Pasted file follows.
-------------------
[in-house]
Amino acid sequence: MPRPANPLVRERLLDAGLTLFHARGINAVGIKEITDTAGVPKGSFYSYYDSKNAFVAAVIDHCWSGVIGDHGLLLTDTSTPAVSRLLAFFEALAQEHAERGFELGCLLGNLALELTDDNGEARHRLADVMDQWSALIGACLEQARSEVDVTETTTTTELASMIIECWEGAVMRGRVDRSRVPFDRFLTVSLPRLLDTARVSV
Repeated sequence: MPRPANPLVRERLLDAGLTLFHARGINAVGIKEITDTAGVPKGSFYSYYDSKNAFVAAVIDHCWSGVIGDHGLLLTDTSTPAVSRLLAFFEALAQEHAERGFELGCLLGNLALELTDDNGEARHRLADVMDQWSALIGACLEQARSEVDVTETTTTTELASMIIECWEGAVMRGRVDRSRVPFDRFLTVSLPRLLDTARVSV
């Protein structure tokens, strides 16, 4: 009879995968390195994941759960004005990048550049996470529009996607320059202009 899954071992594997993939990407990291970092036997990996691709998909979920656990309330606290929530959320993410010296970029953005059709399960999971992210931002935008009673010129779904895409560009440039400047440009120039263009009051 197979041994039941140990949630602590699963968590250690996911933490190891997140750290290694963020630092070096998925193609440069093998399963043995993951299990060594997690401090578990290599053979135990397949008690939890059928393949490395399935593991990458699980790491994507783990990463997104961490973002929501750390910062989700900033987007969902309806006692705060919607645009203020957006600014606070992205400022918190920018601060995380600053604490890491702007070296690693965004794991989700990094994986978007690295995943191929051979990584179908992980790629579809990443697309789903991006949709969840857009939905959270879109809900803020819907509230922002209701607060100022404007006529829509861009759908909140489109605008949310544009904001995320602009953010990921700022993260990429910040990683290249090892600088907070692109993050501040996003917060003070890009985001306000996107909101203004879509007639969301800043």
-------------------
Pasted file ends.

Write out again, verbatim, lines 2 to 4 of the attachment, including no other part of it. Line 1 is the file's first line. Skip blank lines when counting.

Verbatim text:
Amino acid sequence: MPRPANPLVRERLLDAGLTLFHARGINAVGIKEITDTAGVPKGSFYSYYDSKNAFVAAVIDHCWSGVIGDHGLLLTDTSTPAVSRLLAFFEALAQEHAERGFELGCLLGNLALELTDDNGEARHRLADVMDQWSALIGACLEQARSEVDVTETTTTTELASMIIECWEGAVMRGRVDRSRVPFDRFLTVSLPRLLDTARVSV
Repeated sequence: MPRPANPLVRERLLDAGLTLFHARGINAVGIKEITDTAGVPKGSFYSYYDSKNAFVAAVIDHCWSGVIGDHGLLLTDTSTPAVSRLLAFFEALAQEHAERGFELGCLLGNLALELTDDNGEARHRLADVMDQWSALIGACLEQARSEVDVTETTTTTELASMIIECWEGAVMRGRVDRSRVPFDRFLTVSLPRLLDTARVSV
């Protein structure tokens, strides 16, 4: 009879995968390195994941759960004005990048550049996470529009996607320059202009 899954071992594997993939990407990291970092036997990996691709998909979920656990309330606290929530959320993410010296970029953005059709399960999971992210931002935008009673010129779904895409560009440039400047440009120039263009009051 197979041994039941140990949630602590699963968590250690996911933490190891997140750290290694963020630092070096998925193609440069093998399963043995993951299990060594997690401090578990290599053979135990397949008690939890059928393949490395399935593991990458699980790491994507783990990463997104961490973002929501750390910062989700900033987007969902309806006692705060919607645009203020957006600014606070992205400022918190920018601060995380600053604490890491702007070296690693965004794991989700990094994986978007690295995943191929051979990584179908992980790629579809990443697309789903991006949709969840857009939905959270879109809900803020819907509230922002209701607060100022404007006529829509861009759908909140489109605008949310544009904001995320602009953010990921700022993260990429910040990683290249090892600088907070692109993050501040996003917060003070890009985001306000996107909101203004879509007639969301800043």